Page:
A threat to U.S. national security?
An act of cyber-terrorism, as defined previously, has yet to occur and poses a minuscule threat to U.S. national security. Currently, terrorist attacks principally occur in the physical domain rather than the cyber domain, or cyberspace, where information communications technologies would be the primary targets.[xlvi] Scholars question why the “obvious attraction to terrorists of subverting, disrupting or degrading the information systems upon which the contemporary world relies, and of the post-9/11 ‘almost paranoid emphasis on the potentially catastrophic threats posed by cyberterrorism,” have not motivated larger organizations to take action.[xlvii] Tim Stevens argues that a few strategic problems are facing terrorist organizations that have prevented this type of attack from occurring.[xlviii] One problem is that terrorist organizations, even the larger and more sophisticated ones, lack the high-end capabilities that are necessary for launching an attack on cyber-oriented critical infrastructure that would cause destruction.[xlix] There is the possibility “that terrorists could rent or purchase capabilities and technical support (‘crimeware-as-a-service’, CaaS) from cybercriminals but these would most likely be used for fraud, theft and deception activities in support of terrorism.”[l] Nevertheless, these actions would still not be considered as an act of cyber-terrorism.
A second problem is that it would be difficult for a cyber-terror attack to generate the same effect that occurs in the aftermath of a kinetic attack. As Stevens points out, “historically, terrorists have attempted to elicit emotional responses via spectacular violence, which requires an audience (or, more accurately, audiences) that can interpret this violence as a mode of political communication.”[li] This is more difficult to achieve via cyberattacks because “malware ‘does not come with an explosive charge’.”[lii] Stevens makes the point that “unlike bombs and bullets, which cause damage through the direct transfer of kinetic energy, malware must subvert the operations of a target system in order to produce malicious effects.”[liii]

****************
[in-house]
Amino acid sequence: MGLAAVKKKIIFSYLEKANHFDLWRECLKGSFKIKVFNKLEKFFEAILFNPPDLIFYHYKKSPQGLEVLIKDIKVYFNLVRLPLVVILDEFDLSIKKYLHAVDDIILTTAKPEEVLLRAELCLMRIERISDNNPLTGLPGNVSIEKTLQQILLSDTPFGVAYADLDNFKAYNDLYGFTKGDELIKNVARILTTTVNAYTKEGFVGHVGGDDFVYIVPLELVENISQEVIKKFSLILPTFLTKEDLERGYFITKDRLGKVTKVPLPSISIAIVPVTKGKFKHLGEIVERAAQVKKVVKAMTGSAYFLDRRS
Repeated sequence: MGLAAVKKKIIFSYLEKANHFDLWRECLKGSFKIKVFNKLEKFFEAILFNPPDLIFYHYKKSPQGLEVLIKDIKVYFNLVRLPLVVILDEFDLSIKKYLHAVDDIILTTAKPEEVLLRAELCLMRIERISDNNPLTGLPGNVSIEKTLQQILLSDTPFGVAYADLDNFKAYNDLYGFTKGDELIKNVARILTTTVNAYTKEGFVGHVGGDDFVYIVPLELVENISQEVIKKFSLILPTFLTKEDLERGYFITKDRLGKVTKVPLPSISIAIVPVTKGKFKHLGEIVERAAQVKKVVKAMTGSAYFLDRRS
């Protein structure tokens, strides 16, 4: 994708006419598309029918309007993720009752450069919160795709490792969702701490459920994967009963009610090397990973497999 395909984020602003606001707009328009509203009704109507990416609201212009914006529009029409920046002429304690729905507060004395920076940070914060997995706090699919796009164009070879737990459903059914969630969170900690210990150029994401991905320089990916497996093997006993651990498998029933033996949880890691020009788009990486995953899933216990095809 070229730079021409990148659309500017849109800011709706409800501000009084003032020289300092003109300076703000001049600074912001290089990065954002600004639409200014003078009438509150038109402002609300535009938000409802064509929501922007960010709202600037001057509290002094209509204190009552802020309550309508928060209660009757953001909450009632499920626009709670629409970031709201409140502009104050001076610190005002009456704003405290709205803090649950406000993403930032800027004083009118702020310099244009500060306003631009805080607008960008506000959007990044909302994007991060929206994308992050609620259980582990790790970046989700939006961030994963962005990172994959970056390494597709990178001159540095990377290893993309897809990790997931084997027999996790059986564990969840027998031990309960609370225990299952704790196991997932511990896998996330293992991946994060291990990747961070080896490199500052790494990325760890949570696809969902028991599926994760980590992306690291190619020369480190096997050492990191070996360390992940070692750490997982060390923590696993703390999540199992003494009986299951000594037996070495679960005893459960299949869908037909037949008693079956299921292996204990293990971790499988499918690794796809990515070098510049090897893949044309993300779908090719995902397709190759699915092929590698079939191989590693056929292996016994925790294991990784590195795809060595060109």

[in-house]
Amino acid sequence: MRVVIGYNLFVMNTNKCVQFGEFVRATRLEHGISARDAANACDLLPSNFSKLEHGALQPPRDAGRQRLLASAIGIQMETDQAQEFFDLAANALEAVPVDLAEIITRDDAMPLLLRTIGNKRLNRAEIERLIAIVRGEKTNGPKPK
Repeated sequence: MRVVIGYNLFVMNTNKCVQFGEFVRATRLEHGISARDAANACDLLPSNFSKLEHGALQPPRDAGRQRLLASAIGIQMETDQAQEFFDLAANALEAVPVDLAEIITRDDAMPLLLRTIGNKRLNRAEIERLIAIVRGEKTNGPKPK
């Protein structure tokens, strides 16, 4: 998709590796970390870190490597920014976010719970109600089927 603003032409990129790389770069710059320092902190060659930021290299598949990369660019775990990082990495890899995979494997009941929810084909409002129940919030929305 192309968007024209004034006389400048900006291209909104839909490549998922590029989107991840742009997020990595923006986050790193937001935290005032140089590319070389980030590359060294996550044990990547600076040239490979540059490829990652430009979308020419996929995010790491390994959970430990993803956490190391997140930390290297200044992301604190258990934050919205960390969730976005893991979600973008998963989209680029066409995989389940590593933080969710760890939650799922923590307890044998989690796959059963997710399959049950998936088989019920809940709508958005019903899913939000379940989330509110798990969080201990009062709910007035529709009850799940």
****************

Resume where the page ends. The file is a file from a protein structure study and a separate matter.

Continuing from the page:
Overall, the means necessary to carry out a cyber-terror attack “require significant resources to develop, effects are difficult to generate and control, and it is unclear how concessions can be extracted from one’s political opponents through cyber means.”[liv] In the context of twenty-first-century terrorism, it is reasonable to believe that cyber-terrorists would want to orchestrate a mass-casualty event with an even larger audience.[lv] That being said, a cyber-terror attack is not the most effective tactic for achieving those ends, and they pose little threat to U.S. national security.
This paper sought to define the phenomenon of cyber-terrorism and determine what threat, if any, it posed to U.S. national security. Based on my research, cyber-terrorism is best defined as the killing or harming of defenseless innocent non-combatants, or the destruction of civilian objects (i.e. cyber-controlled critical infrastructure) to cause physical harm, through the means of cyber-attacks or cyber-operations by state, non-state, or individual actors with the intent to precipitate fear in order to advance political, religious, or ideological ends. This definition was formulated by distilling the previously prescribed definitions of terrorism, cyberspace, and cyber-terrorism. I found that it was important to have cyber-terrorism narrowly defined in order to differentiate it from other cyber-crimes, which is done for the same reason traditional terrorism is differentiated from other crimes in the physical domain. Additionally, this type of definition makes it easier to identify when a cyber-terror attack has occurred, and it helps policymakers develop actionable policy for addressing cyber-terrorism moving forward.
Based on this definition, I found that an act of cyber-terrorism has yet to occur. Terrorist organizations have and will continue to utilize cyberspace and the Internet to augment their activities, but these behaviors fall short of being considered an act of cyber-terror. That being said, I believe that cyber-terrorism currently poses little threat to U.S. national security. Rather, there is a much more substantial threat present from cybercrimes like espionage, hacking, and malware.
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[i] J.B. Sheldon, “The Rise of Cyberpower,” in Strategy in the Contemporary World, ed. J. Baylis et. al. (Oxford University Press, 5th edn, 2016), pp. 283-284.
[ii] Gabriela Luca, “Manifestations of Contemporary Terrorism: Cyberterrorism,” Research and Science Today, no. 1 (Spring 2017): p. 21.